Climate change leaving seabirds with nowhere to tern

Geoff Trinder

One of the UK’s rarest seabirds could become a victim of climate change as rising seas and increased coastal flooding squeezes the UK’s coastline

Little terns, the UK’s smallest tern species, return each April to breed on beaches at fewer than 60 sites around the UK. Traditional colonies at South Gare on the Tees and Donna Nook in Lincolnshire have already been lost due to changes in our coastline and just one nesting site remains in Wales.

Predictions of increased coastal flooding and sea level rise caused by climate change could spell disaster for these elegant seabirds. This warning comes as the Intergovernmental Panel on Climate Change (IPCC) issue their latest reports on climate change.

Little tern

© Amy Lewis - Little tern

Quickly running out of space

Susan Rendell-Read is the RSPB’s little tern project manager - “Little terns are very vulnerable to the impacts of climate change. They need undisturbed sand and shingle beaches to nest with a plentiful supply of small fish just offshore. These beaches can be quickly altered by rising seas and floods, making them unsuitable for terns to nest.”

“In the past, the areas lost to flooding or storms would be offset by new areas of sand or shingle thrown up by the sea. This is now being prevented by hard sea defences and other man made developments. The result, known as coastal squeeze, means beaches are getting narrower and the little terns are quickly running out of space.”

“As rising sea levels and storms change our coastline, little terns are forced into fewer and fewer colonies and have to share space with people on some of our most popular beaches, leading to significant problems with disturbance.”

Major project

A major new five-year partnership including the Lincolnshire Wildlife Trust, RSPB, Natural England and the National Trust has been established to help little terns adapt to climate change and secure their future in the UK. This partnership, supported by the EU LIFE + programme, will lay the foundations for the long-term recovery of the little tern in the UK by protecting and creating nest sites and increasing public awareness and support.

An important part of the recovery plan is ensuring that the few sites where little terns continue to breed are protected from disturbance. The RSPB and its partners are keen to raise awareness amongst local communities and beachgoers to give little terns space to breed safely and in peace.

Local communities play a vital role in helping little terns cope with the increasing threat of climate change.
Victoria Egan
National Trust

Victoria Egan manages little tern colonies for the National Trust at Blakeney National Nature Reserve in Norfolk said “local communities and beachgoers have a vital role to play in helping little terns cope with the increasing threat of climate change. These tiny seabirds need space to breed undisturbed so we are urging visitors to these beaches to follow any directions and advice given on local signs on the beach and avoid entering certain areas while the little terns are breeding”.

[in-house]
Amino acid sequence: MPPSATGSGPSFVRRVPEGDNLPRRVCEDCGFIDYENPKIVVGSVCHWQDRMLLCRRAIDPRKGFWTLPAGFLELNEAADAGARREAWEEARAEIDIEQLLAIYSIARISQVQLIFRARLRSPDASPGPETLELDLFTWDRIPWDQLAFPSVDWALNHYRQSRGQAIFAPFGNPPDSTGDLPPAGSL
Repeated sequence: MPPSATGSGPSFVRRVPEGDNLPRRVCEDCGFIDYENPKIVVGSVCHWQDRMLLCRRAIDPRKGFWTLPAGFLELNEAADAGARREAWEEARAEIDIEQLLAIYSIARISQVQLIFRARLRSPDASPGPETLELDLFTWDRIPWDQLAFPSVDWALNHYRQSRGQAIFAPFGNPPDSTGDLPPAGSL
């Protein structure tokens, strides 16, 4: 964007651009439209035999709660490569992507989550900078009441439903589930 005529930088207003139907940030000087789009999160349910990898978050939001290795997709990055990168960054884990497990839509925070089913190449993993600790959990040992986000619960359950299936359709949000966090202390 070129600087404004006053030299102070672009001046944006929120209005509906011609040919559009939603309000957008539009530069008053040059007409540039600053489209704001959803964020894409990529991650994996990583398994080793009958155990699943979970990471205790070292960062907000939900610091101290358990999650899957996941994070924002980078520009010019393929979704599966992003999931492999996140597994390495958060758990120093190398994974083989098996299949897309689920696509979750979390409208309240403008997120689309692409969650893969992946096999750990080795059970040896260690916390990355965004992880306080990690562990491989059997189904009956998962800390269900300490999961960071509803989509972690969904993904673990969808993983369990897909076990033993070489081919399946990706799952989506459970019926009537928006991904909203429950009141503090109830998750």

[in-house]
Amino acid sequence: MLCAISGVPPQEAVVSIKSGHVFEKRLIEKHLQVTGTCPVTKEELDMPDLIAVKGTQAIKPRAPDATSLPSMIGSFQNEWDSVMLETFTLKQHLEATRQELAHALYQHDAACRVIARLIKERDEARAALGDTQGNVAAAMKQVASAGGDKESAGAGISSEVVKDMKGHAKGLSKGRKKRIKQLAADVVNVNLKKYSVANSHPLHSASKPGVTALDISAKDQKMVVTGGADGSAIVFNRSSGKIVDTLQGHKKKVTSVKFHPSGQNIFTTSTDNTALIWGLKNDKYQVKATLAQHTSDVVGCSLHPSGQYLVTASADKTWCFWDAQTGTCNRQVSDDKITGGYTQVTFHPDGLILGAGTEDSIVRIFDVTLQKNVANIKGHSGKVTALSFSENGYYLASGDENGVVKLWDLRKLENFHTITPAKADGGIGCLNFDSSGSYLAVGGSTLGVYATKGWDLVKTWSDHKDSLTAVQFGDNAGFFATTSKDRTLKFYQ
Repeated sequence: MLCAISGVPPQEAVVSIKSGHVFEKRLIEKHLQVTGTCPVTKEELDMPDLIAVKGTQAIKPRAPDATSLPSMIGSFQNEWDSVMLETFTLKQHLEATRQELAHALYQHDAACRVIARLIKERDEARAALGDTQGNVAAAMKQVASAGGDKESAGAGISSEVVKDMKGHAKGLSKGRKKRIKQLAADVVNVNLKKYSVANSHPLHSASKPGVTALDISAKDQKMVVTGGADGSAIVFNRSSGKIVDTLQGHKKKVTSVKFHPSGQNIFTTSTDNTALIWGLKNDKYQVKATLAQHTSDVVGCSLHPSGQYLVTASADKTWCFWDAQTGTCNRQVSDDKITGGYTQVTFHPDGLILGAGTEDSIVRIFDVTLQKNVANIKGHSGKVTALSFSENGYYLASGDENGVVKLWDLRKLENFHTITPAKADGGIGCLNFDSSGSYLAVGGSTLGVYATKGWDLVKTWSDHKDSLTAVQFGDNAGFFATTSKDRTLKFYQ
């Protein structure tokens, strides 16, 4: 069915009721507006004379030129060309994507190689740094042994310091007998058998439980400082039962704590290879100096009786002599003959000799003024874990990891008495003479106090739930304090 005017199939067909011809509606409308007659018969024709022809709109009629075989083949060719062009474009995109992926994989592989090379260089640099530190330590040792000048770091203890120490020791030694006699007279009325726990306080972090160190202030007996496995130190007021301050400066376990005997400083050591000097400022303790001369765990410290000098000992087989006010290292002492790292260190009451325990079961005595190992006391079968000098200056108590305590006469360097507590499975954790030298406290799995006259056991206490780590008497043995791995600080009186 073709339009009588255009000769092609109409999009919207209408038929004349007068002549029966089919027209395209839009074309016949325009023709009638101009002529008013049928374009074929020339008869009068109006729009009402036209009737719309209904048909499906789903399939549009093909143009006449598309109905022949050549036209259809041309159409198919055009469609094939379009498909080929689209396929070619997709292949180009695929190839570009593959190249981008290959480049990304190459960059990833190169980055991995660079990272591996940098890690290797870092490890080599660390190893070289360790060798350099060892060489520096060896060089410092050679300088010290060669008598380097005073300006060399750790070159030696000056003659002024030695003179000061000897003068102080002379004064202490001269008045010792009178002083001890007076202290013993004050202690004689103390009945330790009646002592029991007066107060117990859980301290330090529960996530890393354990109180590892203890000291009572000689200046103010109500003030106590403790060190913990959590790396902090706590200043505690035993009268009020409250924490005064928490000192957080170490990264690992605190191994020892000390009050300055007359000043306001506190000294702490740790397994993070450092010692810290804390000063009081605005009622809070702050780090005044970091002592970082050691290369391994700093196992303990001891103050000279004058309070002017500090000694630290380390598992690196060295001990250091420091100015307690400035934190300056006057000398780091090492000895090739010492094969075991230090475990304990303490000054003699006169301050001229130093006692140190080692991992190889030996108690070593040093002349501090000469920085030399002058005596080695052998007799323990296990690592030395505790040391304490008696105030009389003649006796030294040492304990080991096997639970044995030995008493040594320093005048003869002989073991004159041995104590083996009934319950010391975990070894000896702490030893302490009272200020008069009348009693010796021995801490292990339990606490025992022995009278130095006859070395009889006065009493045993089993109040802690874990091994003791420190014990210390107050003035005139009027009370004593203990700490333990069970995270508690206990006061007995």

Susan added “These dainty little seabirds, no heavier than a tennis ball, have just started returning to our shores after travelling thousands of miles from their wintering sites off the south and west coasts of Africa. We need to make sure that they have the best chance of finding a suitable home when they arrive.”

Little terns in Lincolnshire

Historically there were at least seven or eight sites along the Lincolnshire coast where little terns nested including Donna Nook National Nature Reserve. Now just one remains: Gibraltar Point National Nature Reserve.

Little terns were first recorded at Gibraltar Point in 1915, but they were probably breeding there long before. They nest on the beach where they are very vulnerable to predation and to disturbance by people. In 1976, a Shorebird Sanctuary area was set up to protect the little terns. This sanctuary area still protects the birds.

We are keen to hear from anyone who sees little terns anywhere along the coast so we can increase our understanding of their behaviour and feeding habits.
Dave Miller
Coast and The Wash Warden for the Lincolnshire Wildlife Trust

Dave Miller, Coast and The Wash Warden for the Lincolnshire Wildlife Trust, said: "Known as the swallows of the sea, little terns are an iconic species. Sadly they are living life on the edge and may disappear as a breeding species from Lincolnshire. We are happy for visitors to explore Gibraltar Point and the wider Lincolnshire coast but with this access comes responsibility and keeping away from sanctuary areas. We are also keen to hear from anyone who sees little terns anywhere along the coast so we can increase our understanding of their behaviour and feeding habits."

How you can help

  • Please report any sightings of little terns along the Lincolnshire coast, even if they are just flying past
  • Volunteers are needed to help at the Gibraltar Point Shorebird Sanctuary, providing information to people about this iconic species

You’ll find more information on little terns on our species page.

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